- Swamps – Wooded or forested wetlands
- Bayous – Slow-moving creeks or canals
- Ponds – Both natural and human-made ponds
- Lakes – Alligators favor lakes with shoreline vegetation
- Rivers and streams – Slow-moving lowland rivers and creeks
They are found anywhere with a combination of shallow, slow-moving water, shoreline vegetation, and prey availability. Access to deeper pools for thermal regulation is also important.
Key Habitat Features
- Warm climate
- Freshwater (low salinity)
- Slow-moving or standing water
- Shoreline vegetation for basking and nesting
- Prey availability – fish, snails, crayfish, etc.
- Deeper pools for temperature regulation
Alligator Behavior and Adaptations
Alligators are large, semi-aquatic predators well-suited to hunting in water. Here are some of their key adaptations:
- Powerful tails for swimming
- Webbed feet for paddling and maneuvering
- Ability to stay underwater for over an hour
- Nictitating membranes to protect eyes during lunging
- Large powerful jaws and teeth for grasping prey
- Dark coloring helps camouflage for ambushing prey
Alligators control their buoyancy in water by swallowing or expelling air from their lungs. They bask on shorelines and riverbanks to regulate their body temperature. Males produce loud bellows during breeding season to attract females.
Unique Alligator Traits
- Can grow over 14 feet long and 1,000 pounds
- Males grow significantly larger than females
- Have between 74-80 teeth at a time
- Prefer to eat live prey but may scavenge opportunistically
- May live over 50 years in captivity
- Females build nest mounds to incubate their eggs
- Mothers may protect hatchlings for over a year
Alligator Conservation Status
Alligators were once threatened by overhunting and habitat loss, but have recovered due to conservation efforts. They are no longer listed as endangered or threatened at state or federal levels.
Alligator conservation successes include:
- Legal protection from overhunting since the 1960s
- Habitat protection through wetlands preservation
- Reintroduction and restocking programs
- Monitoring and sustainable harvesting policies
They serve important roles as top predators in wetland ecosystems. Alligators help control prey populations and retain nutrients. While no longer endangered, ongoing wetlands conservation is still needed to protect alligator habitats.
Alligator Conservation Status
- IUCN Red List – Least Concern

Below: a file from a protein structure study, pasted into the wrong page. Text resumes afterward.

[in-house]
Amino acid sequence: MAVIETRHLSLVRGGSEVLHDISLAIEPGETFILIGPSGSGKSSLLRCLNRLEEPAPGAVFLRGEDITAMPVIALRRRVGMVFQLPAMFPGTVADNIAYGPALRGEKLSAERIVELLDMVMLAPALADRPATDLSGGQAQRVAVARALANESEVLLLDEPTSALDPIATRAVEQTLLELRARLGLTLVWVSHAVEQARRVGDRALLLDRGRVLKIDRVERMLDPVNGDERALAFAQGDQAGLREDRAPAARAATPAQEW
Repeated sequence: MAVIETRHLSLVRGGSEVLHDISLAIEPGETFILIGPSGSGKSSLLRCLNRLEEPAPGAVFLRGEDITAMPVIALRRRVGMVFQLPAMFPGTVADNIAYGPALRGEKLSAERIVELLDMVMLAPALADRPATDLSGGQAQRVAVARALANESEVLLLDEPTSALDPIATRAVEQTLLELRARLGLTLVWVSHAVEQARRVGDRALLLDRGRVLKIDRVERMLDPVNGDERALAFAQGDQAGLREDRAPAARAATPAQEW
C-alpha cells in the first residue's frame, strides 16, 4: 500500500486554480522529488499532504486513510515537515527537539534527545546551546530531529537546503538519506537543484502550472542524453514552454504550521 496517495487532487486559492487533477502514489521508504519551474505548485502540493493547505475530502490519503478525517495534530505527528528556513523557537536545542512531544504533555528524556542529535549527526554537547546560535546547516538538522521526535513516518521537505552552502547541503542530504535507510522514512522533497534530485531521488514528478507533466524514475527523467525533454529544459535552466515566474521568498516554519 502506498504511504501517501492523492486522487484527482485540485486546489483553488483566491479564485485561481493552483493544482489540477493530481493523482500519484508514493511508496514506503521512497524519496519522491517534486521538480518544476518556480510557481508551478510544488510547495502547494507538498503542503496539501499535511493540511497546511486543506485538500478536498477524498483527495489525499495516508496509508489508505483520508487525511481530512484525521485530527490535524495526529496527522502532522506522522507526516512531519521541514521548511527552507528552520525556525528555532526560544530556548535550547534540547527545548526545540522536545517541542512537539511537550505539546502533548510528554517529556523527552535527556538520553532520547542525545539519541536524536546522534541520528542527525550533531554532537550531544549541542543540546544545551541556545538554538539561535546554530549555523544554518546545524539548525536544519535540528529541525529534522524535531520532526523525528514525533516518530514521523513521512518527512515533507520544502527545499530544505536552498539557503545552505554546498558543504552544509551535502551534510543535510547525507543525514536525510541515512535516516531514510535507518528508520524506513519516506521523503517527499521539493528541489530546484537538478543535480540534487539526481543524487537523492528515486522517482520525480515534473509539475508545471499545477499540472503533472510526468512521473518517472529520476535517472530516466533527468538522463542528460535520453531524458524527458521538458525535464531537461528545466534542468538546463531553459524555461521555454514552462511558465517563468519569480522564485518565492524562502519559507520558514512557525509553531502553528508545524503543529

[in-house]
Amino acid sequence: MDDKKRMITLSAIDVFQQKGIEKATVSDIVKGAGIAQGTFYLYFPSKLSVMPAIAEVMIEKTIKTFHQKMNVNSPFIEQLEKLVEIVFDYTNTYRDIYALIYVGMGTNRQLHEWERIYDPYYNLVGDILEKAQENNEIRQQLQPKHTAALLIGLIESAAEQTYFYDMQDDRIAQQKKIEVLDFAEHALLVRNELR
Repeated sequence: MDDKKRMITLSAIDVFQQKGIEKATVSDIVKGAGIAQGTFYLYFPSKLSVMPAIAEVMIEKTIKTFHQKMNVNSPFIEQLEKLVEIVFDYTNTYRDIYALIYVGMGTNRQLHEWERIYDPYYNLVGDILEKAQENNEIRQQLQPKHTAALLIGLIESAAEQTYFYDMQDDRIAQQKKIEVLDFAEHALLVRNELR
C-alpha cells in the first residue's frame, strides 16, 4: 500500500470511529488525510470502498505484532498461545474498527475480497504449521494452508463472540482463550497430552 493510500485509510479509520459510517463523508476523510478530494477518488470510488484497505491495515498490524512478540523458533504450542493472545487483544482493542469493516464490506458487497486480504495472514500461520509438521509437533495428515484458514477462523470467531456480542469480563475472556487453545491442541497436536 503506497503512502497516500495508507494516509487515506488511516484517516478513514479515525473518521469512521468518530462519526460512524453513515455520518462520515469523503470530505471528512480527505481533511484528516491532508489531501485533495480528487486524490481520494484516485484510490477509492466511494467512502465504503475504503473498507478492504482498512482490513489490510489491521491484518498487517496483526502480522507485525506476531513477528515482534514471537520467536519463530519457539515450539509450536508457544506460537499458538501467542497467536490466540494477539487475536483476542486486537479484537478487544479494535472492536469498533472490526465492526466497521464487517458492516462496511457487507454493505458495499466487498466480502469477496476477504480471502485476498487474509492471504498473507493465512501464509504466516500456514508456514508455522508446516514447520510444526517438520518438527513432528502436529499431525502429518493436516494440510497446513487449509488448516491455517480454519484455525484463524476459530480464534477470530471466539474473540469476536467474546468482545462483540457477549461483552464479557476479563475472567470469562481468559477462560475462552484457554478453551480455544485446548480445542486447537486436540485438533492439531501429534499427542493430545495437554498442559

- ESA Federal Listing – Not listed (delisted due to recovery in 1987)
- State Listings – Not listed, game animal/managed harvest in most states
Interesting Facts about Alligators
- American alligators are the largest reptiles in North America.
- They have existed relatively unchanged for over 37 million years.
- Alligators can hold their breath underwater for over an hour.
- Mother alligators may carry newly hatched babies in their jaws.
- Alligators usually live between 30-50 years in the wild.
- They are ectotherms and rely on external heat sources to regulate their body temperature.
- Alligators dig out pools known as gator holes during droughts as refuge.
- Hatchling alligators are vulnerable to predators like snakes, wading birds, otters.
- Alligators are hunted at night since their eyes glow bright red in the dark.
- They are surprisingly speedy on land for short bursts and can run up to 11 mph.
In summary, the American alligator is a large, semi-aquatic reptile inhabiting wetlands and marshes in the southeastern United States. The largest populations are found in Florida and Louisiana, with over a million alligators each. Smaller populations exist in coastal wetlands of South Carolina, Georgia, Alabama, Mississippi, Arkansas, Oklahoma, Texas, and North Carolina. Alligators live in swamps, marshes, ponds, lakes, rivers, and other slow-moving water habitats. They are large predators well adapted for an aquatic lifestyle. Once threatened by hunting and habitat loss, alligator populations have recovered thanks to conservation protections, making a conservation success story.